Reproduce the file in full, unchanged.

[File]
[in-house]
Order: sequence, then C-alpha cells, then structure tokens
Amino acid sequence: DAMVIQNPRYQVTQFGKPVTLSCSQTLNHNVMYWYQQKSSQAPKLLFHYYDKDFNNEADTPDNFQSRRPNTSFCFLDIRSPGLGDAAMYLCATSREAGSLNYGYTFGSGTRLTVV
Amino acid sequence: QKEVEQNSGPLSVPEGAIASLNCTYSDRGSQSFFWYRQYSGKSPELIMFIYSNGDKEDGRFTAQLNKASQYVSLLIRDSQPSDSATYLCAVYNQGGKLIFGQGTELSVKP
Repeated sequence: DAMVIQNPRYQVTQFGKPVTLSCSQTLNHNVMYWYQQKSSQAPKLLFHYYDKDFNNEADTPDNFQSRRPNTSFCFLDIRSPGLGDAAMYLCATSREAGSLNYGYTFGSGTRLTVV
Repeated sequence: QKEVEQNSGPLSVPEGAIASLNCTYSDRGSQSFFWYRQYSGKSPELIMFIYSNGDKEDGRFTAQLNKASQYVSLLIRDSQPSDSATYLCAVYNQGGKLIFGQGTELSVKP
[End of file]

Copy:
[in-house]
Order: sequence, then C-alpha cells, then structure tokens
Amino acid sequence: DAMVIQNPRYQVTQFGKPVTLSCSQTLNHNVMYWYQQKSSQAPKLLFHYYDKDFNNEADTPDNFQSRRPNTSFCFLDIRSPGLGDAAMYLCATSREAGSLNYGYTFGSGTRLTVV
Amino acid sequence: QKEVEQNSGPLSVPEGAIASLNCTYSDRGSQSFFWYRQYSGKSPELIMFIYSNGDKEDGRFTAQLNKASQYVSLLIRDSQPSDSATYLCAVYNQGGKLIFGQGTELSVKP
Repeated sequence: DAMVIQNPRYQVTQFGKPVTLSCSQTLNHNVMYWYQQKSSQAPKLLFHYYDKDFNNEADTPDNFQSRRPNTSFCFLDIRSPGLGDAAMYLCATSREAGSLNYGYTFGSGTRLTVV
Repeated sequence: QKEVEQNSGPLSVPEGAIASLNCTYSDRGSQSFFWYRQYSGKSPELIMFIYSNGDKEDGRFTAQLNKASQYVSLLIRDSQPSDSATYLCAVYNQGGKLIFGQGTELSVKP